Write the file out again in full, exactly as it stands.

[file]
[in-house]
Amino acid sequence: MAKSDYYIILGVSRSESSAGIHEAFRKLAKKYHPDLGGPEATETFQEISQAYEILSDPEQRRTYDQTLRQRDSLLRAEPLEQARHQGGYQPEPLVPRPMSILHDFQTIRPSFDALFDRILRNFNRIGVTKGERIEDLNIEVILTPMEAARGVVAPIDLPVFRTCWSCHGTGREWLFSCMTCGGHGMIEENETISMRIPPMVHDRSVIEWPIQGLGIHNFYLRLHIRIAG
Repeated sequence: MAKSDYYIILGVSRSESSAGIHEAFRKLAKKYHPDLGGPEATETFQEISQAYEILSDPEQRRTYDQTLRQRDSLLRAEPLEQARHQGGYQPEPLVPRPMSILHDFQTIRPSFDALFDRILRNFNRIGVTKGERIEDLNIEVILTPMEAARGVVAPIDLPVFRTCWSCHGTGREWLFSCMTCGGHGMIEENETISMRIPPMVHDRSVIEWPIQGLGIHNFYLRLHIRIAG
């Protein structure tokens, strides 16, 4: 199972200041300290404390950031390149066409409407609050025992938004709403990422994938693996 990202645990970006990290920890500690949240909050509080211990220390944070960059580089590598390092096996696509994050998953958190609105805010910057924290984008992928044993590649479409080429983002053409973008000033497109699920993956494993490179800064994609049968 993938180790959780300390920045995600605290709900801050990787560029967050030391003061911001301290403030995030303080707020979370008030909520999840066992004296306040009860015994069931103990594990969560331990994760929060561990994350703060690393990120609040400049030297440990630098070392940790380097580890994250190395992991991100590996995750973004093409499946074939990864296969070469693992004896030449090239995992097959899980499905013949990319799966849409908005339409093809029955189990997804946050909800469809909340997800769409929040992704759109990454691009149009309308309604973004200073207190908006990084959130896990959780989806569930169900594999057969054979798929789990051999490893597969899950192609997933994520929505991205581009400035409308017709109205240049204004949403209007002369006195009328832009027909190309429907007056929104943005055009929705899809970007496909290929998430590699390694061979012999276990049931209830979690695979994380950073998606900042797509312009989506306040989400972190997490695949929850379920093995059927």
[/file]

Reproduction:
[in-house]
Amino acid sequence: MAKSDYYIILGVSRSESSAGIHEAFRKLAKKYHPDLGGPEATETFQEISQAYEILSDPEQRRTYDQTLRQRDSLLRAEPLEQARHQGGYQPEPLVPRPMSILHDFQTIRPSFDALFDRILRNFNRIGVTKGERIEDLNIEVILTPMEAARGVVAPIDLPVFRTCWSCHGTGREWLFSCMTCGGHGMIEENETISMRIPPMVHDRSVIEWPIQGLGIHNFYLRLHIRIAG
Repeated sequence: MAKSDYYIILGVSRSESSAGIHEAFRKLAKKYHPDLGGPEATETFQEISQAYEILSDPEQRRTYDQTLRQRDSLLRAEPLEQARHQGGYQPEPLVPRPMSILHDFQTIRPSFDALFDRILRNFNRIGVTKGERIEDLNIEVILTPMEAARGVVAPIDLPVFRTCWSCHGTGREWLFSCMTCGGHGMIEENETISMRIPPMVHDRSVIEWPIQGLGIHNFYLRLHIRIAG
């Protein structure tokens, strides 16, 4: 199972200041300290404390950031390149066409409407609050025992938004709403990422994938693996 990202645990970006990290920890500690949240909050509080211990220390944070960059580089590598390092096996696509994050998953958190609105805010910057924290984008992928044993590649479409080429983002053409973008000033497109699920993956494993490179800064994609049968 993938180790959780300390920045995600605290709900801050990787560029967050030391003061911001301290403030995030303080707020979370008030909520999840066992004296306040009860015994069931103990594990969560331990994760929060561990994350703060690393990120609040400049030297440990630098070392940790380097580890994250190395992991991100590996995750973004093409499946074939990864296969070469693992004896030449090239995992097959899980499905013949990319799966849409908005339409093809029955189990997804946050909800469809909340997800769409929040992704759109990454691009149009309308309604973004200073207190908006990084959130896990959780989806569930169900594999057969054979798929789990051999490893597969899950192609997933994520929505991205581009400035409308017709109205240049204004949403209007002369006195009328832009027909190309429907007056929104943005055009929705899809970007496909290929998430590699390694061979012999276990049931209830979690695979994380950073998606900042797509312009989506306040989400972190997490695949929850379920093995059927």